Article
In order to evaluate the prophylactic effect of oral magnesium, 81 patients aged 18-65 years with migraine according to the International Headache Society (IHS) criteria (mean attack frequency 3.6 per month) were examined. After a prospective baseline period of 4 weeks they received oral 600 mg (24 mmol) magnesium (trimagnesium dicitrate) daily for 12 weeks or placebo. In weeks 9-12 the attack frequency was reduced by 41.6% in the magnesium group and by 15.8% in the placebo group compared to the baseline (p < 0.05). The number of days with migraine and the drug consumption for symptomatic treatment per patient also decreased significantly in the magnesium group. Duration and intensity of the attacks and the drug consumption per attack also tended to decrease compared to placebo but failed to be significant. Adverse events were diarrhea (18.6%) and gastric irritation (4.7%). High-dose oral magnesium appears to be effective in migraine prophylaxis.
Article
To determine whether oral magnesium supplementation (as magnesium chloride [MgCl(2)] solution) improves both insulin sensitivity and metabolic control in type 2 diabetic subjects with decreased serum magnesium levels. This study was a clinical randomized double-blind placebo-controlled trial. A total of 63 subjects with type 2 diabetes and decreased serum magnesium (serum magnesium levels </=0.74 mmol/l) treated by glibenclamide received either 50 ml MgCl(2) solution (containing 50 g MgCl(2) per 1,000 ml solution) or placebo daily for 16 weeks. Chronic diarrhea, alcoholism, use of diuretic and/or calcium antagonist drugs, and reduced renal function were exclusion criteria. Homeostasis model assessment for insulin resistance (HOMA-IR) was used as the parameter of insulin sensitivity and glucose and HbA(1c) as parameters of metabolic control. At the end of the study, subjects who received magnesium supplementation showed significant higher serum magnesium concentration (0.74 +/- 0.10 vs. 0.65 +/- 0.07 mmol/l, P = 0.02) and lower HOMA-IR index (3.8 +/- 1.1 vs. 5.0 +/- 1.3, P = 0.005), fasting glucose levels (8.0 +/- 2.4 vs. 10.3 +/- 2.1 mmol/l, P = 0.01), and HbA(1c) (8.0 +/- 2.4 vs. 10.1 +/- 3.3%, P = 0.04) than control subjects. Oral supplementation with MgCl(2) solution restores serum magnesium levels, improving insulin sensitivity and metabolic control in type 2 diabetic patients with decreased serum magnesium levels.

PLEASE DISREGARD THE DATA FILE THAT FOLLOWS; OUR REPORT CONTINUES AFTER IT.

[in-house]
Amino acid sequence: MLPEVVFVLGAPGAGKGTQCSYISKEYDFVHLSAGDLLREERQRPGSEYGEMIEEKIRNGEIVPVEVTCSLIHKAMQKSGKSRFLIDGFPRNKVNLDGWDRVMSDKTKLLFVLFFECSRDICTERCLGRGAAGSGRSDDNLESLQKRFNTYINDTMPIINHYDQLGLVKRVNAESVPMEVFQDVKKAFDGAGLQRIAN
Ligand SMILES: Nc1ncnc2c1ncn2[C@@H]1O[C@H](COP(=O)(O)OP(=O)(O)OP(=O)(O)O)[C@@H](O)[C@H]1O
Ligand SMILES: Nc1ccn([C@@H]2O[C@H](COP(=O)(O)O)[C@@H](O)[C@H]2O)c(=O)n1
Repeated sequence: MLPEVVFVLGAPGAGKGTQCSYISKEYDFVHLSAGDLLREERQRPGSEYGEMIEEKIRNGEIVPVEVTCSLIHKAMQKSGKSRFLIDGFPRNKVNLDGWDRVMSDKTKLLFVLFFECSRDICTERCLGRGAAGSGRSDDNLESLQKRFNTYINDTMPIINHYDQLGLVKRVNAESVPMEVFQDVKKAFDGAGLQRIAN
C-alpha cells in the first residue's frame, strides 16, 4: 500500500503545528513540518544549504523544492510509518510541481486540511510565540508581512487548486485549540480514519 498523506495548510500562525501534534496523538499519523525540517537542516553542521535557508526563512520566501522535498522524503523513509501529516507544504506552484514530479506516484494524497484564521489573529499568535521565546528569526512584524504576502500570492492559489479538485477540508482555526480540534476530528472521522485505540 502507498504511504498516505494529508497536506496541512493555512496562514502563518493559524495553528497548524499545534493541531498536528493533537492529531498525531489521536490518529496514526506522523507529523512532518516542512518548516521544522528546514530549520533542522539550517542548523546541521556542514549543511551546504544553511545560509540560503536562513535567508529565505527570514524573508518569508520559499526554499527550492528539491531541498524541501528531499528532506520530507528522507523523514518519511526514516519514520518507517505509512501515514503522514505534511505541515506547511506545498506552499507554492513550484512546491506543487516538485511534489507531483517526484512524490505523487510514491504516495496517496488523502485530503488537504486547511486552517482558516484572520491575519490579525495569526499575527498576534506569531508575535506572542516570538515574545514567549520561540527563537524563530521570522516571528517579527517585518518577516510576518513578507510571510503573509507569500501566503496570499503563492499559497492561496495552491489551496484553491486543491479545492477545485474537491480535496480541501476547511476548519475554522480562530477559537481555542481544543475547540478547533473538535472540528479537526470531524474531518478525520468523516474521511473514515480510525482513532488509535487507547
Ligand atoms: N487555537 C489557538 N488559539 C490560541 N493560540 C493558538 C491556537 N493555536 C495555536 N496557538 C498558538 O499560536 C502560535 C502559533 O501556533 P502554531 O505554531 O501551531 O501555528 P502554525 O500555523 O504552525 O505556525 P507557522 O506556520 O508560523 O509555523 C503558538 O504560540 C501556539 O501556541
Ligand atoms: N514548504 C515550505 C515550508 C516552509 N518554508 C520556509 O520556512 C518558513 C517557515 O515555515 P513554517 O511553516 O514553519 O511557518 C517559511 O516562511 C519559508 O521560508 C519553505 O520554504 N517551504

Article
Published data on the bioavailability of various Mg preparations is too fragmented and scanty to inform proper choice of Mg preparation for clinical studies. In this study, the relative bioavailability of three preparations of Mg (amino-acid chelate, citrate and oxide) were compared at a daily dose of 300 mg of elemental Mg in 46 healthy individuals. The study was a randomised, double-blind, placebo-controlled, parallel intervention, of 60 days duration. Urine, blood and saliva samples were taken at baseline, 24 h after the first Mg supplement was taken ('acute' supplementation) and after 60 days of daily Mg consumption ('chronic' supplementation). Results showed that supplementation of the organic forms of Mg (citrate and amino-acid chelate) showed greater absorption (P = 0.033) at 60 days than MgO, as assessed by the 24-h urinary Mg excretion. Mg citrate led to the greatest mean serum Mg concentration compared with other treatments following both acute (P = 0.026) and chronic (P = 0.006) supplementation. Furthermore, although mean erythrocyte Mg concentration showed no differences among groups, chronic Mg citrate supplementation resulted in the greatest (P = 0.027) mean salivary Mg concentration compared with all other treatments. Mg oxide supplementation resulted in no differences compared to placebo. We conclude that a daily supplementation with Mg citrate shows superior bioavailability after 60 days of treatment when compared with other treatments studied.
Article